Truck Stuff Part 2

Mon, Jan 23, 2023 4-minute read

Okay, so it wasn’t the water pump. I know I said it “definitely is the water pump” in my last post, but I was wrong. So very wrong.

It’s kind of embarassing but I’m going to document it here becuase I’m not afraid of failures and maybe my goof up will teach someone something that they need to know.

I ended up replacing the water pump as I mentioned I was going to do. It went mostly well, but something went wrong that I’ll get into in a moment. After replacing it and getting everything all back together …

The. Squeal. Came. Back.

I was so frustrated and sad when that happened. Not even remotely happy, and totally confused as to what it could be. It sounded like a bunch of marbles rolling around inside my engine and I was almost convinced that something had gone horribly wrong in my engine. Head gasket? Spun bearing? Low oil? I went over everything in my head that could even possibly be causing this sound. I chatted with my dad a bit to work through some ideas. I decided to run the truck again with no belt on the drive. It ran, and it ran well. No sounds at all. Ran it for about five minutes and everything was just fine.

I decided that it was either the harmonic balancer or something else. I kind of threw out the harmonic balancer early because it should be making a sound even if the belt wasn’t on. Then it occurred to me. The belt. It’s been tight. Can a belt that’s too tight cause harmonic balancer failure sounds? Everything I looked up would suggest that a loose belt would cause squeal. And I was certain that the tensioner had applied tension to the belt. If it was too tight, wouldn’t the tensioner have not pulled on it?

After all that, I decided to experiment. I went to Advance Auto Parts and got a couple belts. One that was an inch bigger than my current, and one that was an inch and a half bigger.

I got home, put the belt on, then started the truck. No squeal. No knock. Nothing. I let it run for a few minutes. It was running perfectly. I drove around the neighborhood and let it get to temp. Still no sound. It was the belt the whole time. Just the belt. All those parts. All that time. All that money. All I needed was a $25 belt.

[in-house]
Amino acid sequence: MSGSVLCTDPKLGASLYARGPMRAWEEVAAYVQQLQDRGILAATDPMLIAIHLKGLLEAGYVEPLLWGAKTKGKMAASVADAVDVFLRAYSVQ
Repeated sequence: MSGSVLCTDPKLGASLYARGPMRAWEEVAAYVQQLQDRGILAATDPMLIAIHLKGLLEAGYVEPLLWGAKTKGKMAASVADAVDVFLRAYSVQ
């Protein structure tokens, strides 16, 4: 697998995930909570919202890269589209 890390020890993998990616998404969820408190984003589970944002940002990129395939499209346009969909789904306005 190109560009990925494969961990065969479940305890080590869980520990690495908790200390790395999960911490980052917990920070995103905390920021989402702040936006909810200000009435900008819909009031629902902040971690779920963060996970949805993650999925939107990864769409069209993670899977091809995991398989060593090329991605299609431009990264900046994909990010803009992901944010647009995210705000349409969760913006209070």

The Bad News

After all that I do have some bad news. I was replacing the water pump and snapped off a bolt in the engine block. That’s not good. I was torquing everything down and BOOM. It snapped right off. So there is a broken bolt in the engine block and I’m riding around with a mostly torqued water pump. That might not be a bad thing, but we’ll only know as time goes by. I do have a leak but I think I’ve traced that back to the hoses rather than the housing on the thermostat or the pump itself. Apparently hoses are finicky when it comes to the thermostat housing on these Ford trucks.

I’m planning to replace the timing cover and timing set later this year. So right now, I’m just going to cross my fingers and hope that I can get a handle on the leak and it didn’t stem from the broken bolt in my engine block. Every other water pump bolt is torqued down, so I think I might have gotten lucky. I’m going to adjust the clamps on my hoses and see if I can figure out where the leak is coming from. If it’s from the broken bolt, I’ll need to repair the timing cover. Maybe just take it off, clean it, put a new seal in and put it back on. I know how to get the bolt out and rethread the hole, so I know I can get it down.

Once again, this has been a learning experience and I’m coming out of it more knowledgable than I went in. I’m not tired of it yet!